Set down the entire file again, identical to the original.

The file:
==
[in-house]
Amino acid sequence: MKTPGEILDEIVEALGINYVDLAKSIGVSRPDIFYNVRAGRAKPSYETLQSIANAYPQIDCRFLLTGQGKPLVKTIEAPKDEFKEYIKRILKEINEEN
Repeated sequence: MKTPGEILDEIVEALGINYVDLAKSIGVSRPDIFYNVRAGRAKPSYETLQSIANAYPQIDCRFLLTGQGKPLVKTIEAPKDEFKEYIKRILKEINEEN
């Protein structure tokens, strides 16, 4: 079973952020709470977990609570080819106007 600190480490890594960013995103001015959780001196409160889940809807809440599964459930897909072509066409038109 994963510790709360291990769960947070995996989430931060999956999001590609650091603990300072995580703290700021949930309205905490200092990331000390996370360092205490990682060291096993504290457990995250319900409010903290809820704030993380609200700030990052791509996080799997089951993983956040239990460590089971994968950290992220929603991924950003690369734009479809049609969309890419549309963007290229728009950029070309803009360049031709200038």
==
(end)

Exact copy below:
[in-house]
Amino acid sequence: MKTPGEILDEIVEALGINYVDLAKSIGVSRPDIFYNVRAGRAKPSYETLQSIANAYPQIDCRFLLTGQGKPLVKTIEAPKDEFKEYIKRILKEINEEN
Repeated sequence: MKTPGEILDEIVEALGINYVDLAKSIGVSRPDIFYNVRAGRAKPSYETLQSIANAYPQIDCRFLLTGQGKPLVKTIEAPKDEFKEYIKRILKEINEEN
């Protein structure tokens, strides 16, 4: 079973952020709470977990609570080819106007 600190480490890594960013995103001015959780001196409160889940809807809440599964459930897909072509066409038109 994963510790709360291990769960947070995996989430931060999956999001590609650091603990300072995580703290700021949930309205905490200092990331000390996370360092205490990682060291096993504290457990995250319900409010903290809820704030993380609200700030990052791509996080799997089951993983956040239990460590089971994968950290992220929603991924950003690369734009479809049609969309890419549309963007290229728009950029070309803009360049031709200038």